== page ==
It seems to me that everyone in the Disney community is bidding farewell to Mickey’s Toontown Fair right now, and I figured I should also offer my thoughts. Ironically, until about a year ago these thoughts and opinions would have been totally different. But now, I have 2 small children.
As I’ve said before, I’ve been traveling to Walt Disney World for many years, mostly trying to cram in as much as we could into a single day. So, for a bunch of adults and teens, a kiddy land with no real rides was a waste of space in my mind. In fact, I’m not sure I even knew how to get to the land for the first few years of its existence. On longer trips (more than a day) with friends or family who had never experienced Disney World, I would bite the bullet and take them in to ride Goofys Barnstormer, and then quickly back out to the “real park” so we wouldn’t miss any more time on the mountains. Then three years ago, that all changed with the birth of my daughter, and on our last trip, I definitely see the value.
Firstly, I love Goofys Barnstormer, and I’m so glad it’s not leaving but just being repurposed. As a kid, I can still remember the first time I got to ride a “real” coaster, and it was one of those coming of age moments in my life. “I am finally big enough to ride an adult like ride, even if it is a smaller scale.” Now the Barnstormer isn’t a great coaster, it’s barely a good one. But on our last visit, Susie looked up at it and asked to ride. Now unfortunately she’s still too small, and I had to tell her not yet. You should have seen her face melt. This is a land for her, how could she not get to ride it? I’m just so glad that it will return in the next version of this land, and someday Susie and Mikey will get that moment where they’ll get to ride a grown-up ride.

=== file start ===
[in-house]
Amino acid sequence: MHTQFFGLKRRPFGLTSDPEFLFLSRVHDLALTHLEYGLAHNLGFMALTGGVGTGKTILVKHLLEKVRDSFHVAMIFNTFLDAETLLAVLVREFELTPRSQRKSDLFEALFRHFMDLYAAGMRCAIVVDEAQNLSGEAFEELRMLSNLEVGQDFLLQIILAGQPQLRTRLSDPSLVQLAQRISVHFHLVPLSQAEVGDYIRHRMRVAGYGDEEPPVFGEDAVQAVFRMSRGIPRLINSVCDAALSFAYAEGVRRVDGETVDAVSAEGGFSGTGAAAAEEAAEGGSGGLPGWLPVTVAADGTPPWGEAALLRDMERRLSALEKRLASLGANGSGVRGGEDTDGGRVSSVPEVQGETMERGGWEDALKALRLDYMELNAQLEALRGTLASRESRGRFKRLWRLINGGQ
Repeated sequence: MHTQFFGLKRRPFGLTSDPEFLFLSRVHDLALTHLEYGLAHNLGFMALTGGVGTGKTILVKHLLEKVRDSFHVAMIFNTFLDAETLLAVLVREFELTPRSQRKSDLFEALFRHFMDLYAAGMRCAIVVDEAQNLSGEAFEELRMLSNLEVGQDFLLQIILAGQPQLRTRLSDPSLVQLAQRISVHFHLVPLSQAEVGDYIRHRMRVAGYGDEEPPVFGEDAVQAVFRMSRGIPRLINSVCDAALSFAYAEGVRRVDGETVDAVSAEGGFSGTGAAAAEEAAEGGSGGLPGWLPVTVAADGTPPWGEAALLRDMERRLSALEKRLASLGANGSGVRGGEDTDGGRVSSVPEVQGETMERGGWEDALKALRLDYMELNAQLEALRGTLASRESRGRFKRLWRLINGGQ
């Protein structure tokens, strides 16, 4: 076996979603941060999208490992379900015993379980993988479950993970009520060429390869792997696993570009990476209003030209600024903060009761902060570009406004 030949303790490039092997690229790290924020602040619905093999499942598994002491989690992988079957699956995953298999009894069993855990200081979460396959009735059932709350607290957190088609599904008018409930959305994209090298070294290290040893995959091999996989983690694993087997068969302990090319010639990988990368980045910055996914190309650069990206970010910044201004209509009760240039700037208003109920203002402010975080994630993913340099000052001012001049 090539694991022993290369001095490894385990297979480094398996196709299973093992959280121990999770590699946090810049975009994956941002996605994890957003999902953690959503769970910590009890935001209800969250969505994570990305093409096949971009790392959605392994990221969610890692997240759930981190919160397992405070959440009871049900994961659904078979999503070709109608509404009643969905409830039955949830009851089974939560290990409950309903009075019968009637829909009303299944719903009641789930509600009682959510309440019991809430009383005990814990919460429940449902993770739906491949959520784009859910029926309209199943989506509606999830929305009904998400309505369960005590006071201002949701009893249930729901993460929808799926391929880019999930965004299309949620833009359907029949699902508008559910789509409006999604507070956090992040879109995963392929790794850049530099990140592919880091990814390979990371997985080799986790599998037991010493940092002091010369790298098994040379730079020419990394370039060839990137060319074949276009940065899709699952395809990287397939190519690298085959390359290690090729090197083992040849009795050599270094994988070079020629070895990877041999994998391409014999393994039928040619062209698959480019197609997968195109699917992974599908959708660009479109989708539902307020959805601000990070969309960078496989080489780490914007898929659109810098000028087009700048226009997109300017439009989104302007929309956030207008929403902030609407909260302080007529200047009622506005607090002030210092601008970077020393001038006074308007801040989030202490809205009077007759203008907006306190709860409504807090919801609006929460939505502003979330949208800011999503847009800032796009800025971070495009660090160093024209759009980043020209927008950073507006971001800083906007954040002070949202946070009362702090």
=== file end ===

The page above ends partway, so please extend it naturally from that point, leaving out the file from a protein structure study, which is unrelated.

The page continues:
Secondly, a closed in play area goes a long way. I never understood why this was so great. What I mean to say is, everyone has parks at home, why would Disney “stoop” to just filling in a space with some things to climb and slide on? Then I took Susie to the parks and I realized, if you spent the day in lines, hearing “don’t climb on that”, “stop pushing them”, “stand here”, or “no running” when that’s what you usually spend your day doing, you’d go mad too. We spent 30 minutes letting Susie run around the playground, and that was the wisest thing we could have done. Here, she was in control of herself, and she could run and do what she wanted, all the while, I could sit and watch her. Then she was a little more willing to stand still when she needed to, because she got to let out some of that pent up energy.
Finally, visiting the houses of the mice and then saying hello to them is magical. If you’ve ever gotten a chance as a kid or an adult to let your imagination go, and believe that this house is where Mickey lives, and that’s he’s just out back waiting to meet you, it will change your outlook on this land. I saw this in my daughter, as we wandered though the houses, and eventually got to meet Mickey and Minnie in the flesh. Susie was just ecstatic, and so was daddy. You could see her trying to envision him sitting on the chair, watching the TV. You could almost hear him singing as he worked in his garden out back. And then when you get to give him a hug in the tent, the image is complete. This was his home.
It’s funny how having a child will change how you look at things. Who knows if I ever would have spent more than five minutes in this land on my own. But now I can now truly say I am sorry to see Mickey’s Toontown Fair go. Farewell Mickey’s Toontown.